21. “A trophy carries dust. Memories last forever.” – Mary Lou Retton

                                            Mary Lou Retton Kelley is a retired American gymnast. At the 1984 Summer Olympics in Los Angeles, she won a gold medal in the individual all-around competition, as well as two silver medals and two bronze medals. But to her, the process of doing the sports still matters more.

                                            22. “Run when you can, walk if you have to, crawl if you must; just never give up.” – Dean Karnazes

                                              Being hailed as one of the fittest men on the planet, Dean Karnazes can run for three days and nights without stopping. His persistence is definitely the key to his success.

                                              23. “What makes something special is not just what you have to gain, but what you feel there is to lose.” – Andre Agassi

                                                Andre Agassi is an American retired professional tennis player and former world No. 1 player. This is how he motivated himself to keep going and keep winning.

                                                24. “You win a few, you lose a few. Some get rained out. But you got to dress for all of them.” – Satchel Paige

                                                  Once again, Satchel Paige’s wise words have taught us to face failures positively.

                                                  25. “Never give up! Failure and rejection are only the first step to succeeding.” – Jim Valvano

                                                    Last but not least, here we have Jim Valvano again, who had an excellent coaching career at multiple teams. He always encouraged his teams to never give up, no matter how hard it might be.

                                                    Featured photo credit: Pixabay via pixabay.com

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                                                    Last Updated on March 14, 2019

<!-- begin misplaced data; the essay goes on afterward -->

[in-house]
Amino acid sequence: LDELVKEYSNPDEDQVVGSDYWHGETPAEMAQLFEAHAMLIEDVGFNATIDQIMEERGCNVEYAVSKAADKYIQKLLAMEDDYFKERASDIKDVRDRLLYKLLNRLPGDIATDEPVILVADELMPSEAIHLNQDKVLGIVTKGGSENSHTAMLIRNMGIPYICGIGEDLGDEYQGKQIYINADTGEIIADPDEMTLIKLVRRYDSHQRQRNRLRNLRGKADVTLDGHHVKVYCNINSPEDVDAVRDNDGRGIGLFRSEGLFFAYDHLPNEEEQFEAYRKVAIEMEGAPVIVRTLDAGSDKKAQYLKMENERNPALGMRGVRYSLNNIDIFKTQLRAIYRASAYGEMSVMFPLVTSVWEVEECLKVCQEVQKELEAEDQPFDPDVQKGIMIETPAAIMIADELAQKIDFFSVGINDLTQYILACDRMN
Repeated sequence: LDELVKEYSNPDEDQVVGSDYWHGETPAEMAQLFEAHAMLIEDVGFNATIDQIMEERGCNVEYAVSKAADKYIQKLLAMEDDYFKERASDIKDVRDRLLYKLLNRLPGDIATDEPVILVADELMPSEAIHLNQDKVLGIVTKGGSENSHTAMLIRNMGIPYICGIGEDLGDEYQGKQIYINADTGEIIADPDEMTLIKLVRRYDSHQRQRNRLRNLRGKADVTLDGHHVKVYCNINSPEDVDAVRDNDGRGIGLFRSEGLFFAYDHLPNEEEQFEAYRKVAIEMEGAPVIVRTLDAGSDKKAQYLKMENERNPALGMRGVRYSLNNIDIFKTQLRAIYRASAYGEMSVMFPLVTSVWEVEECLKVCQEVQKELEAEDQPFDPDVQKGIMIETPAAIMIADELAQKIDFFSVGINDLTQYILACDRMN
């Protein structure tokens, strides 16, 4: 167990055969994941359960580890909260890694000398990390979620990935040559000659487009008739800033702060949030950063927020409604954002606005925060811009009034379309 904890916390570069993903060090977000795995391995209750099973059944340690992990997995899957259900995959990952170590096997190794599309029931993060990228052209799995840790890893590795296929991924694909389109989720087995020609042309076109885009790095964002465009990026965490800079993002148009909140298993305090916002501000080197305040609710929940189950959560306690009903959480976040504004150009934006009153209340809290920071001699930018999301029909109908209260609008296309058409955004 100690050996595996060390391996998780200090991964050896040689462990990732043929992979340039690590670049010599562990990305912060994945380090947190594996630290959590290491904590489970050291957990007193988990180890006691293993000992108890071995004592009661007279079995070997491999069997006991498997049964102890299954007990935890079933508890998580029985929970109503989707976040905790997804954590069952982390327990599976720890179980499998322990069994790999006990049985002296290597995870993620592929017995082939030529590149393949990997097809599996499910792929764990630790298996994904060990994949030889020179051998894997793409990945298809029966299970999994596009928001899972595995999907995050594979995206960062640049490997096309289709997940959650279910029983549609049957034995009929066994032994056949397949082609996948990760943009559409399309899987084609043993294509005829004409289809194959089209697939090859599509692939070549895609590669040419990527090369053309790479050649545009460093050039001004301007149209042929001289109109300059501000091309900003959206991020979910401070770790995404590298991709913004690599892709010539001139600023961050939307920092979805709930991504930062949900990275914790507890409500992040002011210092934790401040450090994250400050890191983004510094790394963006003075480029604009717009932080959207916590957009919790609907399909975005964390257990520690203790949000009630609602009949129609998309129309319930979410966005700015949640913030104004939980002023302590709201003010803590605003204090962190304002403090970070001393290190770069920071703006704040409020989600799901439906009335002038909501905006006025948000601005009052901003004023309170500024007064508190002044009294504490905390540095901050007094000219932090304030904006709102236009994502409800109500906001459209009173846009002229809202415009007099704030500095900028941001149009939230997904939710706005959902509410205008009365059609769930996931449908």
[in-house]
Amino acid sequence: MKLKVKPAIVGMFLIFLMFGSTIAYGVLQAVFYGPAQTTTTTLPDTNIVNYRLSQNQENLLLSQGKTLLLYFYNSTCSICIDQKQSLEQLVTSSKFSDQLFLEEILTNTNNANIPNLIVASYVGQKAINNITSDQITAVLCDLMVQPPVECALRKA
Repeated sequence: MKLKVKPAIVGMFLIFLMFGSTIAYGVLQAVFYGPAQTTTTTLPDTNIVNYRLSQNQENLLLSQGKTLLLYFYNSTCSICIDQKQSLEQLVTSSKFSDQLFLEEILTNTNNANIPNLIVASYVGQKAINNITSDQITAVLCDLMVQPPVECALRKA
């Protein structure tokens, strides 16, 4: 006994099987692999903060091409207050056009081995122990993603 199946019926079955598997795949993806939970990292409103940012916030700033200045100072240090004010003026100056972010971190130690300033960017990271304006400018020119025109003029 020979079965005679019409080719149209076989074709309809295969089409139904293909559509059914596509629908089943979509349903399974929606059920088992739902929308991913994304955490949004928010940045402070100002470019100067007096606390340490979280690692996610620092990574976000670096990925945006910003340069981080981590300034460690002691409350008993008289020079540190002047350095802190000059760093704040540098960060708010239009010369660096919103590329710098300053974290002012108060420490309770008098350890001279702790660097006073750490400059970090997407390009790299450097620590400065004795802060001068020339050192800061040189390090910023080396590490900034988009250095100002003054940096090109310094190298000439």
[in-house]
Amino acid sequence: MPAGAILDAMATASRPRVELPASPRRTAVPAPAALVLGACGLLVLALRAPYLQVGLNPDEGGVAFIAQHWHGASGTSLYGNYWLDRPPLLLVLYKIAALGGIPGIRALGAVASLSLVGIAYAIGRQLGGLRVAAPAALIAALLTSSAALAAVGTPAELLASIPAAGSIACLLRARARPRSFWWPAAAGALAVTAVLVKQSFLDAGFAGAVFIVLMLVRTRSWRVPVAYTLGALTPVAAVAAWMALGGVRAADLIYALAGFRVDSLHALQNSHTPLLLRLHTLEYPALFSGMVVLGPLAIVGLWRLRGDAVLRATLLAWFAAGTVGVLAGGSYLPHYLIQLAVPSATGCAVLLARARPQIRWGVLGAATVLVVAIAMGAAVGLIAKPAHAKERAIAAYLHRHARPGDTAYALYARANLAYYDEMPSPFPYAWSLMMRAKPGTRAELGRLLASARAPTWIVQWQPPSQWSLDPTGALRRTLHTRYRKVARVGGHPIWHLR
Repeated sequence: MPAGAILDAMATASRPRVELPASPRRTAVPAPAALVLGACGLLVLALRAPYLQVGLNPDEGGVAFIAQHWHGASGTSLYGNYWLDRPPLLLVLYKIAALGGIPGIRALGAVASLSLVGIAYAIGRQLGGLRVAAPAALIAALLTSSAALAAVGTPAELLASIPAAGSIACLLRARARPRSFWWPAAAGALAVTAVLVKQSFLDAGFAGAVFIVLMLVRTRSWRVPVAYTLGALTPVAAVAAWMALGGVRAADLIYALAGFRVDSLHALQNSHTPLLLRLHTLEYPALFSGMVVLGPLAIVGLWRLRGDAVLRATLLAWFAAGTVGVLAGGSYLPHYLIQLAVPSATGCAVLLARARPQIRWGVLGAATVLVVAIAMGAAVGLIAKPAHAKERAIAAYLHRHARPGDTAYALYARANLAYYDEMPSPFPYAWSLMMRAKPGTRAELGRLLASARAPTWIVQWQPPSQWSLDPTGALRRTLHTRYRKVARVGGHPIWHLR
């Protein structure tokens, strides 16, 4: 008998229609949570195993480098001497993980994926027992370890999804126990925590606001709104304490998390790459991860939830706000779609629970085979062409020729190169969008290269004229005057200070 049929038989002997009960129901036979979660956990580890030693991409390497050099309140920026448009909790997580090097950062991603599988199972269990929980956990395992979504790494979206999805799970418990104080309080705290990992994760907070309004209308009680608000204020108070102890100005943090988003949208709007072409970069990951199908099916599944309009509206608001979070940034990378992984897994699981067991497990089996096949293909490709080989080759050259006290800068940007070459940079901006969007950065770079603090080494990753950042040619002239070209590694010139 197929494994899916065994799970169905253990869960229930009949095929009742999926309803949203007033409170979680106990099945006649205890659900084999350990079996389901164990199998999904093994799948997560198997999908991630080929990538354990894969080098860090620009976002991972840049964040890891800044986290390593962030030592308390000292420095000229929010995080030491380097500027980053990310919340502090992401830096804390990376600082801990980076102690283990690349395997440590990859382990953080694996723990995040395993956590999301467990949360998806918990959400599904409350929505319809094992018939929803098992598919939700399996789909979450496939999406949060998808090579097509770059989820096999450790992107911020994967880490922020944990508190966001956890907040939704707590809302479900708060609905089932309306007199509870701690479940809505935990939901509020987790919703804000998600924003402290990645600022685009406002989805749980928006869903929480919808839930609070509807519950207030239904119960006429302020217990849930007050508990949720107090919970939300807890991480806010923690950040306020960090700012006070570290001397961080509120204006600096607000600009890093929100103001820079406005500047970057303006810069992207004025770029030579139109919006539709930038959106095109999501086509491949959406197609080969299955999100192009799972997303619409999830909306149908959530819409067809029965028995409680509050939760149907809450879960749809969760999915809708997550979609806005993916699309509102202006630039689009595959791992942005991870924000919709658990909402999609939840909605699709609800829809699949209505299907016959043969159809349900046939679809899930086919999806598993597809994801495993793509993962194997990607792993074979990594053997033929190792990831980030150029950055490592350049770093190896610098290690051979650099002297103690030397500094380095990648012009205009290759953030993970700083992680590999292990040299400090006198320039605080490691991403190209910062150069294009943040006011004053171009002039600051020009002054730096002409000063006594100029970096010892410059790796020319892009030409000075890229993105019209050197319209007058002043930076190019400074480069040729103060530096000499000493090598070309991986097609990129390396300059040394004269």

7 Questions to Ask in a Job Interview That Will Impress the Interviewer

                                                    7 Questions to Ask in a Job Interview That Will Impress the Interviewer

                                                    Recruiters might hold thousands of interviews in their careers and a lot of them are reporting the same thing—that most candidates play it safe with the questions they ask, or have no questions to ask in a job interview at all.

                                                    For job applicants, this approach is crazy! This is a job that you’re going to dedicate a lot of hours to and that might have a huge impact on your future career. Don’t throw away the chance to figure out if the position is perfect for you.

                                                    Here are 7 killer questions to ask in a job interview that will both impress your counterpart and give you some really useful insights into whether this job will be a dream … or a nightmare.

                                                    1. What are some challenges I might come up against this role?

                                                    A lesser candidate might ask, “what does a typical day look like in this role?” While this is a perfectly reasonable question to ask in an interview, focusing on potential challenges takes you much further because it indicates that you already are visualizing yourself in the role.

                                                    It’s impressive because it shows that you are not afraid of challenges, and you are prepared to strategize a game plan upfront to make sure you succeed if you get the job.

                                                    It can also open up a conversation about how you’ve solved problems in the past which can be a reassuring exercise for both you and the hiring manager.

                                                    How it helps you: